Britain to scrap public sector national pay rates: reports

AFP, Saturday 17 Mar 2012

Treasury officials say increases in public sector wages will be frozen until they fall in line with private sector

Britain's finance minister George Osborne is planning to scrap national pay rates for public sector workers in his budget on Wednesday, newspapers said.

Civil servants could have their pay rates frozen from next year until they fall into line with regional private sector wages, reports said Saturday.

Treasury officials say the change is needed because public sector wages are up to 18 per cent higher in some areas than for equivalent private jobs, discouraging recruitment and investment.

Chancellor of the Exchequer Osborne will unveil his third budget on Wednesday, but is widely expected to stick to his austerity plans to slash the deficit and avoid a debt crisis.

Ahead of the budget, media have reported that Osborne will decide to cut the 50 per cent income tax for Britain's highest earners, but such a move might need funding with more austerity measures elsewhere.

The chancellor revealed last year that he was asking pay bodies to examine moving from national deals to regional pay.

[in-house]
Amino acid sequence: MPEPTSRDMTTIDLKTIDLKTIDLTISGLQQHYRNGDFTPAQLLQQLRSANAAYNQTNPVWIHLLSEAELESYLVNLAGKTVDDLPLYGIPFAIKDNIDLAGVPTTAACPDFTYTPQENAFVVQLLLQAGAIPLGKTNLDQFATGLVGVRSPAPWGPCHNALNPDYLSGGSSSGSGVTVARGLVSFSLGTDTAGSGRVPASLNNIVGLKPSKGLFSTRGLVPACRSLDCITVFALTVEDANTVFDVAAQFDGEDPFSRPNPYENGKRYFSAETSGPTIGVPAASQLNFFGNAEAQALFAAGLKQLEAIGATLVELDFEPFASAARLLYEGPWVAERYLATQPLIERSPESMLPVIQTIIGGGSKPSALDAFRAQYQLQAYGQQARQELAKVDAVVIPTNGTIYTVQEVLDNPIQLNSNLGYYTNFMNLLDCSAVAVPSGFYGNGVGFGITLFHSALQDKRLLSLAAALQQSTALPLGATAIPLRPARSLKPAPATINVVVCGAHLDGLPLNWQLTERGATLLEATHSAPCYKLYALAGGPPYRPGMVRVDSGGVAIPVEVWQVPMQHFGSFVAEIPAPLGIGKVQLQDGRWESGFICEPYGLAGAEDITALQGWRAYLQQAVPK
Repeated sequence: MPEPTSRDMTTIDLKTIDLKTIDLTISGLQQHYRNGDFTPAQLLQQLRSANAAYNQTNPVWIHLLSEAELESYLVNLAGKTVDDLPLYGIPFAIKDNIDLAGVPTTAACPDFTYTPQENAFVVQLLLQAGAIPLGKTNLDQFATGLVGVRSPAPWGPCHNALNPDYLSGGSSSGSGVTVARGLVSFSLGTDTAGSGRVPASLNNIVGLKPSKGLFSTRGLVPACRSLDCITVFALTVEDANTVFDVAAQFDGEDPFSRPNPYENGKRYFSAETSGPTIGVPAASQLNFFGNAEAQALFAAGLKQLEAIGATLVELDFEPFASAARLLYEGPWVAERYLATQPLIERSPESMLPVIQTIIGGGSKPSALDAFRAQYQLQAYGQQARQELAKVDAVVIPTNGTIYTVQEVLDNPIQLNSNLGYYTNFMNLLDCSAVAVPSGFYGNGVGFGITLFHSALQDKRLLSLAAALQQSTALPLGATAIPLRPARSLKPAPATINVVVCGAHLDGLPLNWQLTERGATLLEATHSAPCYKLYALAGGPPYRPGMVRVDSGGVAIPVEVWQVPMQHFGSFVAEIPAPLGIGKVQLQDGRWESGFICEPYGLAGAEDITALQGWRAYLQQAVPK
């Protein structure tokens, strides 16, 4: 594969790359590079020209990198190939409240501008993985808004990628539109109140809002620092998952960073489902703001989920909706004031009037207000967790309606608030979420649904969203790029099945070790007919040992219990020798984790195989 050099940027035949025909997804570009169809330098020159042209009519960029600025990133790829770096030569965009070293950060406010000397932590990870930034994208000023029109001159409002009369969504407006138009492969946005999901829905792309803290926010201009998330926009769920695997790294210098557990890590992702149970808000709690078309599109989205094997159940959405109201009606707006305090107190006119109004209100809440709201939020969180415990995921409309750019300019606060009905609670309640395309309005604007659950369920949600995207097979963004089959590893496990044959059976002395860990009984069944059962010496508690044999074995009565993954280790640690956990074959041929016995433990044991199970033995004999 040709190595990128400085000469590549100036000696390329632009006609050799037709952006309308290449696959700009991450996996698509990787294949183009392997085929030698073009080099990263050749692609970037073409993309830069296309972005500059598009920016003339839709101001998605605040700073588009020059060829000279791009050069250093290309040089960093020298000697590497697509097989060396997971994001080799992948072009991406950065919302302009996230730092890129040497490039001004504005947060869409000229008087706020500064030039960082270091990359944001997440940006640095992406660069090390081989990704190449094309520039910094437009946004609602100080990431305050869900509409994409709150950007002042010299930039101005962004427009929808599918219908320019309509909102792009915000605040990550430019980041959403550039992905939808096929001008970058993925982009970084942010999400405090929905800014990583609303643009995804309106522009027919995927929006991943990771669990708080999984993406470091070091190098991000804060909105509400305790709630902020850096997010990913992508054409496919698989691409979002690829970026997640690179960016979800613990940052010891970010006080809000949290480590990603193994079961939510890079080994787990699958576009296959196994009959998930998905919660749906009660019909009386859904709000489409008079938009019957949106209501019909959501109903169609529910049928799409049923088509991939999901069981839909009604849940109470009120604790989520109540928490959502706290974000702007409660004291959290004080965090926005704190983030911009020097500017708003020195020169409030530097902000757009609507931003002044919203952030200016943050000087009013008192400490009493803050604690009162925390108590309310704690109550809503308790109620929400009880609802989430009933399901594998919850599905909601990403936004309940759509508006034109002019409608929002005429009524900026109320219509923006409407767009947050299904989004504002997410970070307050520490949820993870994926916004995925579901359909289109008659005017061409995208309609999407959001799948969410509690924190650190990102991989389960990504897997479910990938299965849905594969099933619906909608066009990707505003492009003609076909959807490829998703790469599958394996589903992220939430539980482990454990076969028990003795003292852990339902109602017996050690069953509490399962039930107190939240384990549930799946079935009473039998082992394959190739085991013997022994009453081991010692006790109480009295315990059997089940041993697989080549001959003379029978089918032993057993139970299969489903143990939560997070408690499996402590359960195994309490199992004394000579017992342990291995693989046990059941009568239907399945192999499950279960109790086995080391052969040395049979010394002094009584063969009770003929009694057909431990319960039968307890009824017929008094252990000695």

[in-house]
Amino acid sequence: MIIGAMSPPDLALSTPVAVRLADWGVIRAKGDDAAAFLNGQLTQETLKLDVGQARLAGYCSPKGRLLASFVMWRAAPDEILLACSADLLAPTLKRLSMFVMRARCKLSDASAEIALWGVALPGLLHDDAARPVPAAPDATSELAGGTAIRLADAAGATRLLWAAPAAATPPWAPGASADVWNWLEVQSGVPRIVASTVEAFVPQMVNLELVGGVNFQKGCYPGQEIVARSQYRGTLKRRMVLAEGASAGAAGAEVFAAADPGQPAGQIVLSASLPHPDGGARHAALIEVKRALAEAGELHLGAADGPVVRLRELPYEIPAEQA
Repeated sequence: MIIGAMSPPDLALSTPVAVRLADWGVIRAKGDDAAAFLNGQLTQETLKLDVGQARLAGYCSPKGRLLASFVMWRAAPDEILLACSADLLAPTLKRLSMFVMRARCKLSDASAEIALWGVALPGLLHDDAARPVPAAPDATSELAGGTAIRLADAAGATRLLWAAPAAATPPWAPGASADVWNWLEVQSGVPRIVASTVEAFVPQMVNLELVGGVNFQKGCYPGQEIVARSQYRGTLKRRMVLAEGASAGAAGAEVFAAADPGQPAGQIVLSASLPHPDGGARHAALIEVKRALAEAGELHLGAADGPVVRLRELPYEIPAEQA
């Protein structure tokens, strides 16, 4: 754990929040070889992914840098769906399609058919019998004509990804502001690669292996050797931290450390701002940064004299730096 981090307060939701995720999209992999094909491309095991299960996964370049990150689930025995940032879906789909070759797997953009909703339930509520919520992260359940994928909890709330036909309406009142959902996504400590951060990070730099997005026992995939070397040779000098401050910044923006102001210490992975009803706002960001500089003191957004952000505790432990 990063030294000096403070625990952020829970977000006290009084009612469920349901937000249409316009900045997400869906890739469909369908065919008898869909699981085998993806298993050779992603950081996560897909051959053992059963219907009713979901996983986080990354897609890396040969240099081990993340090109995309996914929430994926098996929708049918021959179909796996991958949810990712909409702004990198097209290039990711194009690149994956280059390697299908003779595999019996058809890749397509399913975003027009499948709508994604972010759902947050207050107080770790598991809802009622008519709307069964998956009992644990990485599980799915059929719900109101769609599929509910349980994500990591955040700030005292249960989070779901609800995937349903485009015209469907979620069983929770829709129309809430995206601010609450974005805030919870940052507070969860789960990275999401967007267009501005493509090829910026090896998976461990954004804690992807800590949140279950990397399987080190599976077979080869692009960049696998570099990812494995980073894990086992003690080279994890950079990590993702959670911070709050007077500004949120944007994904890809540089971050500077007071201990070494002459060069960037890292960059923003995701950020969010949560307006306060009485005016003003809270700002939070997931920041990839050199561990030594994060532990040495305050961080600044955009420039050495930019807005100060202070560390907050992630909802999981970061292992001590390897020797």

Elements of the budget are often trailed in the press in the preceding days.

Business Secretary Vince Cable -- who did not confirm the reports -- said care needed to be taken over how local pay rates would be implemented to protect career progression in the civil service.

"The idea of having more flexibility in the public sector is surely right," he told BBC radio.

"What we are trying to do is to make sure that throughout the public sector there is more genuine decision-making at a local level and you have to take into account pay and conditions."

Trade union leaders condemned the reported plans.

Trades Union Congress general secretary Brendan Barber said: "Moving to regional pay will not just reduce the pay of millions of public servants, but hit regional economies outside London and the southeast as people have less to spend.

"This budget is shaping up to be a giveaway for the super-rich and a takeaway from Britain's hardest-hit regions."

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